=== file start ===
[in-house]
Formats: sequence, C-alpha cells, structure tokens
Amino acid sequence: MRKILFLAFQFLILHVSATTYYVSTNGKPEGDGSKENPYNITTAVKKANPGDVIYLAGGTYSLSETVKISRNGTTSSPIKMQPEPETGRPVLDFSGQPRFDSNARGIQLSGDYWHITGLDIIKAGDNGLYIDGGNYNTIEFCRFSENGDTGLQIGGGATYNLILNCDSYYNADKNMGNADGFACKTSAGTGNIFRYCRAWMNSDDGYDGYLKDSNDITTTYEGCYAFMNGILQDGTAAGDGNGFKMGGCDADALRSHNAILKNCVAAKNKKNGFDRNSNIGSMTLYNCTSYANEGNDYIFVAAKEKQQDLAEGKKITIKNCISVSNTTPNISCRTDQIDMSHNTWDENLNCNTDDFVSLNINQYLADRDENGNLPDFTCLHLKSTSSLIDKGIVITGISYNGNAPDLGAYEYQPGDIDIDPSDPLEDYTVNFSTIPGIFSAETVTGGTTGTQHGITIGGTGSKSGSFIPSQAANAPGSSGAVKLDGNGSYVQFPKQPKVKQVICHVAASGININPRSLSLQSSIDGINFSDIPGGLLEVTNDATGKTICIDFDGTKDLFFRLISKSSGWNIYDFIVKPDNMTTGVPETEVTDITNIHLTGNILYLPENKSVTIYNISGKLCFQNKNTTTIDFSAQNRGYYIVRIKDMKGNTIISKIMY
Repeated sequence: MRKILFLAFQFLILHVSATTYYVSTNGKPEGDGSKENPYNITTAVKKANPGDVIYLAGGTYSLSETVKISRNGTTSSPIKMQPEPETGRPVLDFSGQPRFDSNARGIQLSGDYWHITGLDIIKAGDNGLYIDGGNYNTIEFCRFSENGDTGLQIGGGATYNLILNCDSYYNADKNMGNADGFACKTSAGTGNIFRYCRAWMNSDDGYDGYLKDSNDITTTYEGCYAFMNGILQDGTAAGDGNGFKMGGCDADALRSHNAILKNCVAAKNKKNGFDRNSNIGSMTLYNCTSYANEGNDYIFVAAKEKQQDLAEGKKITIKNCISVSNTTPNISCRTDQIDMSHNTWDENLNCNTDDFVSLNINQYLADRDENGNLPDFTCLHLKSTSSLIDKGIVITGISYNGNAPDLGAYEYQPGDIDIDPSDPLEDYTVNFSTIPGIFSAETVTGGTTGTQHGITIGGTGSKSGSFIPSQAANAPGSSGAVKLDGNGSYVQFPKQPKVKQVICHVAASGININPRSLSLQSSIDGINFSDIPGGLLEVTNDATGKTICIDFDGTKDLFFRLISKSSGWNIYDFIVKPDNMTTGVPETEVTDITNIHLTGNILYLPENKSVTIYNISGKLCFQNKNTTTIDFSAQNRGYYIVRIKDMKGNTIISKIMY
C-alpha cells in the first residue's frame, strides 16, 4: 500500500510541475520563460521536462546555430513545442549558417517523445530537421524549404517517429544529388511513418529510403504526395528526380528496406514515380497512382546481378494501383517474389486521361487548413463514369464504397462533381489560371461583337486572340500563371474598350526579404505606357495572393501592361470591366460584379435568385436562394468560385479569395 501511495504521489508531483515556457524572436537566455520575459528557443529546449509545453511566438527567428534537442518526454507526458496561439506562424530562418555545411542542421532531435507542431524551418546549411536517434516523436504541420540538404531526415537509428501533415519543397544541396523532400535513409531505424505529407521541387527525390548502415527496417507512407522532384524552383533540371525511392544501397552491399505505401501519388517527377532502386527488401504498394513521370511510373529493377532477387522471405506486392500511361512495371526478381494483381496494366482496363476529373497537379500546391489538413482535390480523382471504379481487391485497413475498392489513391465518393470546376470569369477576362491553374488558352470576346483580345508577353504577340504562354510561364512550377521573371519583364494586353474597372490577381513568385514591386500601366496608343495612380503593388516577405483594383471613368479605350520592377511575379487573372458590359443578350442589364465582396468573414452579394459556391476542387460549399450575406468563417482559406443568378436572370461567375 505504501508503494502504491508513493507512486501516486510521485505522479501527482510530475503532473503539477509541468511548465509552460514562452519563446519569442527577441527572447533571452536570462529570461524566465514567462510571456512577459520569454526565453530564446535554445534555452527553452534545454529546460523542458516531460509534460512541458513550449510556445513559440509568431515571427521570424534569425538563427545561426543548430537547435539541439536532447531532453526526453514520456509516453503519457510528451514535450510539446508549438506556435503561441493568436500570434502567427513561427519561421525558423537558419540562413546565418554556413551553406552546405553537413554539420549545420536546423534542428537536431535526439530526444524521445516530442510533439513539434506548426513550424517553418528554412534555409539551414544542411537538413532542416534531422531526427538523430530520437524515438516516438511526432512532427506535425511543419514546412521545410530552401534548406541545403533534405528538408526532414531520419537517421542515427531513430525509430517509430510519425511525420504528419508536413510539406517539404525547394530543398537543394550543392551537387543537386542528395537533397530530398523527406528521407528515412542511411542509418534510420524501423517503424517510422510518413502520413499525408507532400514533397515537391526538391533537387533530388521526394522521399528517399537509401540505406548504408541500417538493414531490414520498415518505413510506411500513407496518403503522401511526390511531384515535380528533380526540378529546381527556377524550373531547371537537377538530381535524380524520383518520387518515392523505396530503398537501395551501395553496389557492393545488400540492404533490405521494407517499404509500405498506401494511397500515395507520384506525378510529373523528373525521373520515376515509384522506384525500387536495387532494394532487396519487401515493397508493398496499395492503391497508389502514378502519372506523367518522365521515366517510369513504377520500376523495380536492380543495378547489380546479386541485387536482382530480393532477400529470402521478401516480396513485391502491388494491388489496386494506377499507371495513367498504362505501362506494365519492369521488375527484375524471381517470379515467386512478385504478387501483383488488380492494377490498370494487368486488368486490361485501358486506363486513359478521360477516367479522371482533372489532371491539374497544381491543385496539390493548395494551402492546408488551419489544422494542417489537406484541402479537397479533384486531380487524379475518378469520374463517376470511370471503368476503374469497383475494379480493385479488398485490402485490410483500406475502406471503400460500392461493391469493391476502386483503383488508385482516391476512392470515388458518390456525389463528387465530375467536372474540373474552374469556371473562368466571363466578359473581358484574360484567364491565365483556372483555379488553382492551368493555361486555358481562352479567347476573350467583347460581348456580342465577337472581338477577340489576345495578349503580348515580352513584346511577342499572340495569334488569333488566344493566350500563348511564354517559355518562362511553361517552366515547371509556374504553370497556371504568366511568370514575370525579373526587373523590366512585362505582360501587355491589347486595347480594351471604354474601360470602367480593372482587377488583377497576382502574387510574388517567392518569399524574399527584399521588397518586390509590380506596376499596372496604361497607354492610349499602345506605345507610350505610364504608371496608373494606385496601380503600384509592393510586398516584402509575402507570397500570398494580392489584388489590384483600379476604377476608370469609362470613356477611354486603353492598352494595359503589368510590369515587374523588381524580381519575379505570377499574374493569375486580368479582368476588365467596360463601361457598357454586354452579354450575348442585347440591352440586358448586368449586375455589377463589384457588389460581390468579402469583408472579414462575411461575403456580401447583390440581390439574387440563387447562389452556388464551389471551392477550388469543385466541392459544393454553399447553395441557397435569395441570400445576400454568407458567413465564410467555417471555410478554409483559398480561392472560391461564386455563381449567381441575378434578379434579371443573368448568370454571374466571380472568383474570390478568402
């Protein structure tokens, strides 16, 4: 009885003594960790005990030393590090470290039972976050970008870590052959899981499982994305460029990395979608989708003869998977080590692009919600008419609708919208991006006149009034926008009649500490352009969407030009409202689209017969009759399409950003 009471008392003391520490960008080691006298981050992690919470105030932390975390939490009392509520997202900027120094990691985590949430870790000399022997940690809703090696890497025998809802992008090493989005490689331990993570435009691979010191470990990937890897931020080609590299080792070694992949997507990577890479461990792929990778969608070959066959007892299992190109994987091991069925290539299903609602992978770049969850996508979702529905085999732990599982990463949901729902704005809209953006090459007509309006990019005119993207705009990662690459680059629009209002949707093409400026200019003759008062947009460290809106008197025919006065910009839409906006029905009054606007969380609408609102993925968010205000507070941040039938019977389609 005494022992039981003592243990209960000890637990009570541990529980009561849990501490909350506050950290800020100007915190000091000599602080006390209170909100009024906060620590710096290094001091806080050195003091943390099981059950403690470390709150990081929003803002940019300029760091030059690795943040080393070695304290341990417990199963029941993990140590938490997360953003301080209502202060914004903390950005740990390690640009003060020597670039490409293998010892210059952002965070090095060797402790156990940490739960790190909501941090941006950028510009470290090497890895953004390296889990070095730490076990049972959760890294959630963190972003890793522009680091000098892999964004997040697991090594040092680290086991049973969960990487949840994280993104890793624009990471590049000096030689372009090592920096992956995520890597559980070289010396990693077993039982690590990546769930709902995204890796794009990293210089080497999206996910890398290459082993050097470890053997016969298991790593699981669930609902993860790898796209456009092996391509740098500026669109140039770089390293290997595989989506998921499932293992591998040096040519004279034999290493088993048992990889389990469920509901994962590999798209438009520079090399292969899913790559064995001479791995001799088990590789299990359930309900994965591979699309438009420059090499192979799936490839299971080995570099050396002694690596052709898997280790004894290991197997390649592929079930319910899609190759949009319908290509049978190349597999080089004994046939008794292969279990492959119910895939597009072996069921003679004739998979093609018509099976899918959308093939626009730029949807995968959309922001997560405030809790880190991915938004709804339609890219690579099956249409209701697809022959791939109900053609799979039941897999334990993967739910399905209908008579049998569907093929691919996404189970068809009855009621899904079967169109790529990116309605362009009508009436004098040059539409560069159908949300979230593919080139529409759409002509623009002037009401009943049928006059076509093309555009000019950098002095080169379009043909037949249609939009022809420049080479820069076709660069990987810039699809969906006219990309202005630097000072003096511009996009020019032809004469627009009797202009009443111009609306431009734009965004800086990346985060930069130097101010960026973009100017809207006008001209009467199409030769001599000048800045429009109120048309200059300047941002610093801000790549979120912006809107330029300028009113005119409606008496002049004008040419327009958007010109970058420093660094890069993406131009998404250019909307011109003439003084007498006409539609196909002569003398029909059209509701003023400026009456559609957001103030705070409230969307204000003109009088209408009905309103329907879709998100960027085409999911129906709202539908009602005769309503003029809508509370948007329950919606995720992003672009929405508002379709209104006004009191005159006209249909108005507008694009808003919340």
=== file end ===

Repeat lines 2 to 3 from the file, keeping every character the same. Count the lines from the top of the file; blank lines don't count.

Formats: sequence, C-alpha cells, structure tokens
Amino acid sequence: MRKILFLAFQFLILHVSATTYYVSTNGKPEGDGSKENPYNITTAVKKANPGDVIYLAGGTYSLSETVKISRNGTTSSPIKMQPEPETGRPVLDFSGQPRFDSNARGIQLSGDYWHITGLDIIKAGDNGLYIDGGNYNTIEFCRFSENGDTGLQIGGGATYNLILNCDSYYNADKNMGNADGFACKTSAGTGNIFRYCRAWMNSDDGYDGYLKDSNDITTTYEGCYAFMNGILQDGTAAGDGNGFKMGGCDADALRSHNAILKNCVAAKNKKNGFDRNSNIGSMTLYNCTSYANEGNDYIFVAAKEKQQDLAEGKKITIKNCISVSNTTPNISCRTDQIDMSHNTWDENLNCNTDDFVSLNINQYLADRDENGNLPDFTCLHLKSTSSLIDKGIVITGISYNGNAPDLGAYEYQPGDIDIDPSDPLEDYTVNFSTIPGIFSAETVTGGTTGTQHGITIGGTGSKSGSFIPSQAANAPGSSGAVKLDGNGSYVQFPKQPKVKQVICHVAASGININPRSLSLQSSIDGINFSDIPGGLLEVTNDATGKTICIDFDGTKDLFFRLISKSSGWNIYDFIVKPDNMTTGVPETEVTDITNIHLTGNILYLPENKSVTIYNISGKLCFQNKNTTTIDFSAQNRGYYIVRIKDMKGNTIISKIMY